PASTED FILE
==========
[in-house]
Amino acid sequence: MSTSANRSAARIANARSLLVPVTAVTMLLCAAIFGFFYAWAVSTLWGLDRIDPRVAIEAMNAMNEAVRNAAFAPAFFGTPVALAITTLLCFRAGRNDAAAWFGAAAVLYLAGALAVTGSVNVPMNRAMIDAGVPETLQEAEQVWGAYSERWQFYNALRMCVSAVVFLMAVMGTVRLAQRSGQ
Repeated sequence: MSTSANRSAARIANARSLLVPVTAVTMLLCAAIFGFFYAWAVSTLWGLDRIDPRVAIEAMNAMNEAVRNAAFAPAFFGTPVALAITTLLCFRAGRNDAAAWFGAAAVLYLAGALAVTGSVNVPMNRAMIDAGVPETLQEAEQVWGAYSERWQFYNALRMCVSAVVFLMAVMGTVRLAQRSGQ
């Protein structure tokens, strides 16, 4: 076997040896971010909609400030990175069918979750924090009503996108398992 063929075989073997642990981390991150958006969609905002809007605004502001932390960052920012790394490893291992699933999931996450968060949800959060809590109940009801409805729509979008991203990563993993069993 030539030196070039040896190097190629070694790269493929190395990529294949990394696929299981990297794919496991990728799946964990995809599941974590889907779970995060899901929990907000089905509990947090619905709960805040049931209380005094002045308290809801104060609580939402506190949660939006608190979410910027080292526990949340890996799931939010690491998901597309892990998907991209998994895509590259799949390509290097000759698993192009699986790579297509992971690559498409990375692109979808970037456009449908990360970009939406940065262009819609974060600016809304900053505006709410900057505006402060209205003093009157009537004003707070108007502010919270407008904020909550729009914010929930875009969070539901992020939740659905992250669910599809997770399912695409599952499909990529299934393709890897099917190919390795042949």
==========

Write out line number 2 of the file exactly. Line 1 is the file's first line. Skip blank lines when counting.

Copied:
Amino acid sequence: MSTSANRSAARIANARSLLVPVTAVTMLLCAAIFGFFYAWAVSTLWGLDRIDPRVAIEAMNAMNEAVRNAAFAPAFFGTPVALAITTLLCFRAGRNDAAAWFGAAAVLYLAGALAVTGSVNVPMNRAMIDAGVPETLQEAEQVWGAYSERWQFYNALRMCVSAVVFLMAVMGTVRLAQRSGQ